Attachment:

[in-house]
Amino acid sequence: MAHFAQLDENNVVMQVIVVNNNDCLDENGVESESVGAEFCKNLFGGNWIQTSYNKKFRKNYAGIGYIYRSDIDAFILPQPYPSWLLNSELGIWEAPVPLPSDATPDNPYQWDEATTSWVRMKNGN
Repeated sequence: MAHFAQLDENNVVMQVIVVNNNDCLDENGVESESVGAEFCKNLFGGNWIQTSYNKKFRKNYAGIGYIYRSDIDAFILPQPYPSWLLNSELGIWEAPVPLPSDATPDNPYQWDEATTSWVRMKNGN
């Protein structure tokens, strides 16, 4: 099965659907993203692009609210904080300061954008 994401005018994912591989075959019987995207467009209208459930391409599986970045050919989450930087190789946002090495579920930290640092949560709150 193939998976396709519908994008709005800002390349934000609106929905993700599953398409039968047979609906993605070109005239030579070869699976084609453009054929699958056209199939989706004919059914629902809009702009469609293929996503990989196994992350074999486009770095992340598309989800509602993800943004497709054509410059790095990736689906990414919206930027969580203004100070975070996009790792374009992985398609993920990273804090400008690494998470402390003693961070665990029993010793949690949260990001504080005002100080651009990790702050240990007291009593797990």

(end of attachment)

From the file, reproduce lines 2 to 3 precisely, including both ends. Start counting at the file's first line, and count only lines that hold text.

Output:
Amino acid sequence: MAHFAQLDENNVVMQVIVVNNNDCLDENGVESESVGAEFCKNLFGGNWIQTSYNKKFRKNYAGIGYIYRSDIDAFILPQPYPSWLLNSELGIWEAPVPLPSDATPDNPYQWDEATTSWVRMKNGN
Repeated sequence: MAHFAQLDENNVVMQVIVVNNNDCLDENGVESESVGAEFCKNLFGGNWIQTSYNKKFRKNYAGIGYIYRSDIDAFILPQPYPSWLLNSELGIWEAPVPLPSDATPDNPYQWDEATTSWVRMKNGN